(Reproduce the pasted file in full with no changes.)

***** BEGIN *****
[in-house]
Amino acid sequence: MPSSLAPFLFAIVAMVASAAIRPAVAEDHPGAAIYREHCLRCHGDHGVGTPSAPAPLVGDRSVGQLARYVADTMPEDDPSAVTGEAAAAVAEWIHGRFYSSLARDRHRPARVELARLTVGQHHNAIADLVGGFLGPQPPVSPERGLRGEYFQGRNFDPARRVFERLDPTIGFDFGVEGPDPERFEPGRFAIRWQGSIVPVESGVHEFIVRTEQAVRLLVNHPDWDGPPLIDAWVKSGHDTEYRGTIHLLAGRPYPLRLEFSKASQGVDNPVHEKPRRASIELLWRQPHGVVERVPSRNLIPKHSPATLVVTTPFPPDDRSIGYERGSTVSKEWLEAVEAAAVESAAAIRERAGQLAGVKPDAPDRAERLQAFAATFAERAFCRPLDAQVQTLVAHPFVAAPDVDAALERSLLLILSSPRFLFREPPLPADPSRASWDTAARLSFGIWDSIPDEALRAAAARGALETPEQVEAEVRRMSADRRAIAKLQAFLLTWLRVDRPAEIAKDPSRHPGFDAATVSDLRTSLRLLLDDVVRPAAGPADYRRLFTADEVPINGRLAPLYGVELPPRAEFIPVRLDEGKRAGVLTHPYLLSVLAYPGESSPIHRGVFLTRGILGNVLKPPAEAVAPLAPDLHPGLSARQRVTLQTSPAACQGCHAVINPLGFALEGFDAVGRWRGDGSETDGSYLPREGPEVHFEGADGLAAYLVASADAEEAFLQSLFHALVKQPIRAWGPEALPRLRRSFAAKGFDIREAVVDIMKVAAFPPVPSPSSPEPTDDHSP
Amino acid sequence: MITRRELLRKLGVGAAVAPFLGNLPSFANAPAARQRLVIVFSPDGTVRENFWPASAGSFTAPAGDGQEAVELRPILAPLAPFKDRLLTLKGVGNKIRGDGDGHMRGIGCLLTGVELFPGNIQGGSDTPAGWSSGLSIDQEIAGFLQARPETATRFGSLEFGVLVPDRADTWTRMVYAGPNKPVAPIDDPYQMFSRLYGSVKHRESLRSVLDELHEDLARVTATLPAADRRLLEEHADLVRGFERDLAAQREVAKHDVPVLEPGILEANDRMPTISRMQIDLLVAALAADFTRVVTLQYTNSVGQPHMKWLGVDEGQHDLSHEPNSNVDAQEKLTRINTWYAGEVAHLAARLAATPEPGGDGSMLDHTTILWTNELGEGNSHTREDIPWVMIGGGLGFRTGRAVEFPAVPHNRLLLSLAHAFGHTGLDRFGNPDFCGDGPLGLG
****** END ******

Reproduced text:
[in-house]
Amino acid sequence: MPSSLAPFLFAIVAMVASAAIRPAVAEDHPGAAIYREHCLRCHGDHGVGTPSAPAPLVGDRSVGQLARYVADTMPEDDPSAVTGEAAAAVAEWIHGRFYSSLARDRHRPARVELARLTVGQHHNAIADLVGGFLGPQPPVSPERGLRGEYFQGRNFDPARRVFERLDPTIGFDFGVEGPDPERFEPGRFAIRWQGSIVPVESGVHEFIVRTEQAVRLLVNHPDWDGPPLIDAWVKSGHDTEYRGTIHLLAGRPYPLRLEFSKASQGVDNPVHEKPRRASIELLWRQPHGVVERVPSRNLIPKHSPATLVVTTPFPPDDRSIGYERGSTVSKEWLEAVEAAAVESAAAIRERAGQLAGVKPDAPDRAERLQAFAATFAERAFCRPLDAQVQTLVAHPFVAAPDVDAALERSLLLILSSPRFLFREPPLPADPSRASWDTAARLSFGIWDSIPDEALRAAAARGALETPEQVEAEVRRMSADRRAIAKLQAFLLTWLRVDRPAEIAKDPSRHPGFDAATVSDLRTSLRLLLDDVVRPAAGPADYRRLFTADEVPINGRLAPLYGVELPPRAEFIPVRLDEGKRAGVLTHPYLLSVLAYPGESSPIHRGVFLTRGILGNVLKPPAEAVAPLAPDLHPGLSARQRVTLQTSPAACQGCHAVINPLGFALEGFDAVGRWRGDGSETDGSYLPREGPEVHFEGADGLAAYLVASADAEEAFLQSLFHALVKQPIRAWGPEALPRLRRSFAAKGFDIREAVVDIMKVAAFPPVPSPSSPEPTDDHSP
Amino acid sequence: MITRRELLRKLGVGAAVAPFLGNLPSFANAPAARQRLVIVFSPDGTVRENFWPASAGSFTAPAGDGQEAVELRPILAPLAPFKDRLLTLKGVGNKIRGDGDGHMRGIGCLLTGVELFPGNIQGGSDTPAGWSSGLSIDQEIAGFLQARPETATRFGSLEFGVLVPDRADTWTRMVYAGPNKPVAPIDDPYQMFSRLYGSVKHRESLRSVLDELHEDLARVTATLPAADRRLLEEHADLVRGFERDLAAQREVAKHDVPVLEPGILEANDRMPTISRMQIDLLVAALAADFTRVVTLQYTNSVGQPHMKWLGVDEGQHDLSHEPNSNVDAQEKLTRINTWYAGEVAHLAARLAATPEPGGDGSMLDHTTILWTNELGEGNSHTREDIPWVMIGGGLGFRTGRAVEFPAVPHNRLLLSLAHAFGHTGLDRFGNPDFCGDGPLGLG